Asymptomatic hyperuricemia may be a risk factor for chronic kidney disease (CKD) in patients with reduced activity of a key urate transporter, investigators report.
The transporter, adenosine triphosphatase-binding cassette subfamily G member 2 (ABCG2), drives urate excretion in the kidney’s proximal tubule and in the small intestine, Yuki Ohashi, BPharm, of Tokyo University of Pharmacy and Life Sciences in Japan, and colleagues explained. ABCG2 also is involved in the excretion of the uremic toxin indoxyl sulfate. Two polymorphisms of ABCG2 are linked with reduced function.
A total of 1885 Japanese adults without moderate CKD at baseline were classified by their estimated ABCG2 function: 100%, 75%, or 50% or less. As ABCG2 function declined, the proportion of patients with hyperuricemia at baseline (defined as a serum uric acid level exceeding 7.0 mg/dL) increased: 12.6%, 17.8%, and 28.4%, respectively.
Of the 1885 adults, 311 had asymptomatic hyperuricemia. In propensity score-matched analyses, asymptomatic hyperuricemia was only significantly associated with a decline in estimated glomerular filtration rate (eGFR) in patients with a baseline eGFR of 60-89 mL/min/1.73 m2 and 50% or less ABCG2 function. In this group with stage 2 CKD, patients with 50% or less ABCG2 function experienced significantly faster kidney function decline over 9-10 years than patients with higher ABCG2 function: eGFR slope -1.3 vs -1.0 mL/min/1.73 m2 per year, respectively, Ohashi and colleagues reported in the American Journal of Kidney Diseases. When the investigators lowered the baseline serum uric acid criterion to 6.0 mg/dL or more, the rate of eGFR decline was -1.1 mL/min/1.73 m2 per year in patients with 50% or less ABCG2 function.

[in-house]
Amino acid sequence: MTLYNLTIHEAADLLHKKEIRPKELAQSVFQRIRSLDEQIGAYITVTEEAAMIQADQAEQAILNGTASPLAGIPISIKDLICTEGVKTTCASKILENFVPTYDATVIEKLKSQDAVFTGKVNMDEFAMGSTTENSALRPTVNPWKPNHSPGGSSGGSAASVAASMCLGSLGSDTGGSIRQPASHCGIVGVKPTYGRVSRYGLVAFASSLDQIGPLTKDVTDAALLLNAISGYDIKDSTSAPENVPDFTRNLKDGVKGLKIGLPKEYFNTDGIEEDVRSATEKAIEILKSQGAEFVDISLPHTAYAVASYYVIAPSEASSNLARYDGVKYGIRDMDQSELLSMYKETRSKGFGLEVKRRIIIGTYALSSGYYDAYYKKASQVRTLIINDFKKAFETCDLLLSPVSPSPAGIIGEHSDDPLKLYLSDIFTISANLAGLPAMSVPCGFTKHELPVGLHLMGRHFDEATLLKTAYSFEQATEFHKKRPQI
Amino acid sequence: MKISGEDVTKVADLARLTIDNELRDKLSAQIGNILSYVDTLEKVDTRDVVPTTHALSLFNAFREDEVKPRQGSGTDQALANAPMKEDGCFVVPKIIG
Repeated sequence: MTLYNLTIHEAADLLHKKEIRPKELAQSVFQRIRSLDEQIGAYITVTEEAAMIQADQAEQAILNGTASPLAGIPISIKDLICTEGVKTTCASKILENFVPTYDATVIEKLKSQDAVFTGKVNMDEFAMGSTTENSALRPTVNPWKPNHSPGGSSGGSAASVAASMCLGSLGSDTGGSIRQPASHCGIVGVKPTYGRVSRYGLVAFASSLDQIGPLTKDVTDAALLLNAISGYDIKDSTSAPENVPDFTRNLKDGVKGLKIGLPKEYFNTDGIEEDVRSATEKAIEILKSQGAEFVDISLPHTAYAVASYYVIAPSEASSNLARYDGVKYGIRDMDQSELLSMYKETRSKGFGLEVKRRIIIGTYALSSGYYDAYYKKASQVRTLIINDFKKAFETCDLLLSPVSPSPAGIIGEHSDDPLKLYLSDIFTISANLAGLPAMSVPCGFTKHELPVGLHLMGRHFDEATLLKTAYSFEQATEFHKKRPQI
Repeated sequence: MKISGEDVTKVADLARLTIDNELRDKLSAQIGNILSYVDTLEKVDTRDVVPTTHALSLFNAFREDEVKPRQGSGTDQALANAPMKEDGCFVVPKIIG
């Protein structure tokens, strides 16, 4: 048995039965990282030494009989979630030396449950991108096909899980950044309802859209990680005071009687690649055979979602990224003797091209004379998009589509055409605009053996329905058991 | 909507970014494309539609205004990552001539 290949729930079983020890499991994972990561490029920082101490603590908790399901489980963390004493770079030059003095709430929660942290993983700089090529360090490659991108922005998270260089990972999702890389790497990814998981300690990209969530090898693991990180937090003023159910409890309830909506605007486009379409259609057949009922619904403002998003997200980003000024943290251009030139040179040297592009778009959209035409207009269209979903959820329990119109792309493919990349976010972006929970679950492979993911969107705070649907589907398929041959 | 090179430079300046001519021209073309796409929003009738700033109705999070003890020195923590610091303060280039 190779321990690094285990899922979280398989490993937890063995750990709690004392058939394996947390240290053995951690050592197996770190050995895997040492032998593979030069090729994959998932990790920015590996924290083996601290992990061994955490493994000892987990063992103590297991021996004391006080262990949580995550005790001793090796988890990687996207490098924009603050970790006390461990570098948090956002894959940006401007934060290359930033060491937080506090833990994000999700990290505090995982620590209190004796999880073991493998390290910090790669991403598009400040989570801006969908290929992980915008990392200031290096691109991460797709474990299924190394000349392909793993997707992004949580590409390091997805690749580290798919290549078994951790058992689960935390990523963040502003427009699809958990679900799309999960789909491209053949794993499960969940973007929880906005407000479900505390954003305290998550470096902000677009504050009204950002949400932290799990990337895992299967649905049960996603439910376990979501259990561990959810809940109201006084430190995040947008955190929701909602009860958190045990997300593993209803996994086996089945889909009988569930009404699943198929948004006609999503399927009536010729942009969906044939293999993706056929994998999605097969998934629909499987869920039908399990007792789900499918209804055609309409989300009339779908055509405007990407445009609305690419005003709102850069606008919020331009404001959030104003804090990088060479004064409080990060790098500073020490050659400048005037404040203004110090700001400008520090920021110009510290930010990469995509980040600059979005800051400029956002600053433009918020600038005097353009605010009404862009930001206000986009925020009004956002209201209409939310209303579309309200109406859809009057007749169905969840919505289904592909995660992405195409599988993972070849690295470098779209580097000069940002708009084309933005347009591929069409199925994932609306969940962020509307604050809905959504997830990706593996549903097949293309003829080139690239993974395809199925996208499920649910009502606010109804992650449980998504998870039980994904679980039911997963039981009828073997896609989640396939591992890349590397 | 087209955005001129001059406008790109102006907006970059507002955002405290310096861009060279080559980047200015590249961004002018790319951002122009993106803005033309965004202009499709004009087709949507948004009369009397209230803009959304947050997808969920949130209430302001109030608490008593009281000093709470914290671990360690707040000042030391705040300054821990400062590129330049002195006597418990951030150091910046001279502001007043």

“The results of the present study suggest that ABCG2 contributes to hyperuricemia-associated decreases in eGFR,” Ohashi’s team wrote.
Among the study’s limitations, the investigators were unable to measure urinary urate excretion or indoxyl sulfate. Further investigation is needed to determine which phenomenon spurs eGFR decline. The study results also need to be validated in non-Japanese populations.
In an accompanying editorial, Richard J. Johnson, MD, of the University of Colorado in Aurora, praised the study: “The study is significant, as it suggests that there may be subsets of individuals with hyperuricemia who may specifically benefit from urate-lowering therapy.”
Ohashi Y, Kuriyama S Nakano T, et al. Urate transporter ABCG2 function and asymptomatic hyperuricemia: A retrospective cohort study of CKD progression. Am J Kidney Dis. 2023 Feb;81(2):134-144. doi:10.1053/j.ajkd.2022.05.010
Johnson RJ. Intestinal hyperuricemia as a driving mechanism for CKD. Am J Kidney Dis. 2023 Feb;81(2):127-130. doi:10.1053/j.ajkd.2022.08.001
This article originally appeared on Renal and Urology News